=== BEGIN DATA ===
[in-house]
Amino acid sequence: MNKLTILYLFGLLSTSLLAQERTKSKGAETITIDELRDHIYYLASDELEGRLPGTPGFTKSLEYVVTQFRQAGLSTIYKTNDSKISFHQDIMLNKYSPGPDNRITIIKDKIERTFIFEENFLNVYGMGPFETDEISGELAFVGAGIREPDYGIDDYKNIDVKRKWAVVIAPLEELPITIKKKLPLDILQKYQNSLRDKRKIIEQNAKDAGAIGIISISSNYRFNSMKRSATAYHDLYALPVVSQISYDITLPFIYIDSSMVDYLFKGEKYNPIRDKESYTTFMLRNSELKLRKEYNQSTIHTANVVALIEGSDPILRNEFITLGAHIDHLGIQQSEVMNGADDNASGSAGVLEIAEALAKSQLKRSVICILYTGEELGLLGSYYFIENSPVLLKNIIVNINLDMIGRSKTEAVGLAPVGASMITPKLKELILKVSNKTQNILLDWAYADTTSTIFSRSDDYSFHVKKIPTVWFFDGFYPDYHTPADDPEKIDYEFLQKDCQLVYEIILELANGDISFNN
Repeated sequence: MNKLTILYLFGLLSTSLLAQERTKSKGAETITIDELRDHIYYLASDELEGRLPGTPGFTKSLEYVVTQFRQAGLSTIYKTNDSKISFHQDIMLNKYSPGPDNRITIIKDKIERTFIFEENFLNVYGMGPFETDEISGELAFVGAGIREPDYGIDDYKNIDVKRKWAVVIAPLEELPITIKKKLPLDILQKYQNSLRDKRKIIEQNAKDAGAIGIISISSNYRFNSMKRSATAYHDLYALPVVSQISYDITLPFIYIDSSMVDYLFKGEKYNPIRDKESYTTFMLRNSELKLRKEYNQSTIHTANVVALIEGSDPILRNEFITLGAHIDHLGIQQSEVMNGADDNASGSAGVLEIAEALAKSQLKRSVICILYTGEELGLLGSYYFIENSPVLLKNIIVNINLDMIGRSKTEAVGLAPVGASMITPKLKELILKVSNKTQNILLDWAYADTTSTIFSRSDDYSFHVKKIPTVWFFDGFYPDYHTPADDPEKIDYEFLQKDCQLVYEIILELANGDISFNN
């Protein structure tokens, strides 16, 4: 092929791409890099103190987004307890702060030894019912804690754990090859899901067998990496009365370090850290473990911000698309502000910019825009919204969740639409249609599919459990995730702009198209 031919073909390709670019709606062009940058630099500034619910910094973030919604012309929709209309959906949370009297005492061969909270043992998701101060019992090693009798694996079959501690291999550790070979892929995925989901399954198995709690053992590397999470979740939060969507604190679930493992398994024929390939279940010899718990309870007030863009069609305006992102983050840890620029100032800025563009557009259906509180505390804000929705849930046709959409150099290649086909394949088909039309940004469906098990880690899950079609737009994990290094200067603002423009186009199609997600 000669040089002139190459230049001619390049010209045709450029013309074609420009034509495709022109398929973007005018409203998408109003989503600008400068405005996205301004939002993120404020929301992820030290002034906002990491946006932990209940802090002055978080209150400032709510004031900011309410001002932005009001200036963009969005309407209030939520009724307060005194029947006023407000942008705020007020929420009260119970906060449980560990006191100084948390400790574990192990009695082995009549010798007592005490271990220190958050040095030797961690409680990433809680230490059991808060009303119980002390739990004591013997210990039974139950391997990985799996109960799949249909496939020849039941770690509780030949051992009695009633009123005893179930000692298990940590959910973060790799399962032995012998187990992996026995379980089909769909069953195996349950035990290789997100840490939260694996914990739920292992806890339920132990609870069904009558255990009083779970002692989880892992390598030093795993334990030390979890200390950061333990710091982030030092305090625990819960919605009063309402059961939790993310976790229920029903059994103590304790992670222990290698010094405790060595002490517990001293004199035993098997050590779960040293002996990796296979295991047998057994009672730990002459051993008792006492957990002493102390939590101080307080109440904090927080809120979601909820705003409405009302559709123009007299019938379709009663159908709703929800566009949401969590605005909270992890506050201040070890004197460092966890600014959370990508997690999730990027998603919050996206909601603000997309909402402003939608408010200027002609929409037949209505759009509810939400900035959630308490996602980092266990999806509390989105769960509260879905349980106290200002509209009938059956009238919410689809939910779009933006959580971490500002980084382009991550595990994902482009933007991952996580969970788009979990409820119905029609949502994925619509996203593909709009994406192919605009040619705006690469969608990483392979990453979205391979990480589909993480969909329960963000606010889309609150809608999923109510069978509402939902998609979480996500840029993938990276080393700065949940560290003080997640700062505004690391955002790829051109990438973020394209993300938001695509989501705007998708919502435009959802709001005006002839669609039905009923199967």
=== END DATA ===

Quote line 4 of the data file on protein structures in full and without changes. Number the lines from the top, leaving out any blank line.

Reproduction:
């Protein structure tokens, strides 16, 4: 092929791409890099103190987004307890702060030894019912804690754990090859899901067998990496009365370090850290473990911000698309502000910019825009919204969740639409249609599919459990995730702009198209 031919073909390709670019709606062009940058630099500034619910910094973030919604012309929709209309959906949370009297005492061969909270043992998701101060019992090693009798694996079959501690291999550790070979892929995925989901399954198995709690053992590397999470979740939060969507604190679930493992398994024929390939279940010899718990309870007030863009069609305006992102983050840890620029100032800025563009557009259906509180505390804000929705849930046709959409150099290649086909394949088909039309940004469906098990880690899950079609737009994990290094200067603002423009186009199609997600 000669040089002139190459230049001619390049010209045709450029013309074609420009034509495709022109398929973007005018409203998408109003989503600008400068405005996205301004939002993120404020929301992820030290002034906002990491946006932990209940802090002055978080209150400032709510004031900011309410001002932005009001200036963009969005309407209030939520009724307060005194029947006023407000942008705020007020929420009260119970906060449980560990006191100084948390400790574990192990009695082995009549010798007592005490271990220190958050040095030797961690409680990433809680230490059991808060009303119980002390739990004591013997210990039974139950391997990985799996109960799949249909496939020849039941770690509780030949051992009695009633009123005893179930000692298990940590959910973060790799399962032995012998187990992996026995379980089909769909069953195996349950035990290789997100840490939260694996914990739920292992806890339920132990609870069904009558255990009083779970002692989880892992390598030093795993334990030390979890200390950061333990710091982030030092305090625990819960919605009063309402059961939790993310976790229920029903059994103590304790992670222990290698010094405790060595002490517990001293004199035993098997050590779960040293002996990796296979295991047998057994009672730990002459051993008792006492957990002493102390939590101080307080109440904090927080809120979601909820705003409405009302559709123009007299019938379709009663159908709703929800566009949401969590605005909270992890506050201040070890004197460092966890600014959370990508997690999730990027998603919050996206909601603000997309909402402003939608408010200027002609929409037949209505759009509810939400900035959630308490996602980092266990999806509390989105769960509260879905349980106290200002509209009938059956009238919410689809939910779009933006959580971490500002980084382009991550595990994902482009933007991952996580969970788009979990409820119905029609949502994925619509996203593909709009994406192919605009040619705006690469969608990483392979990453979205391979990480589909993480969909329960963000606010889309609150809608999923109510069978509402939902998609979480996500840029993938990276080393700065949940560290003080997640700062505004690391955002790829051109990438973020394209993300938001695509989501705007998708919502435009959802709001005006002839669609039905009923199967």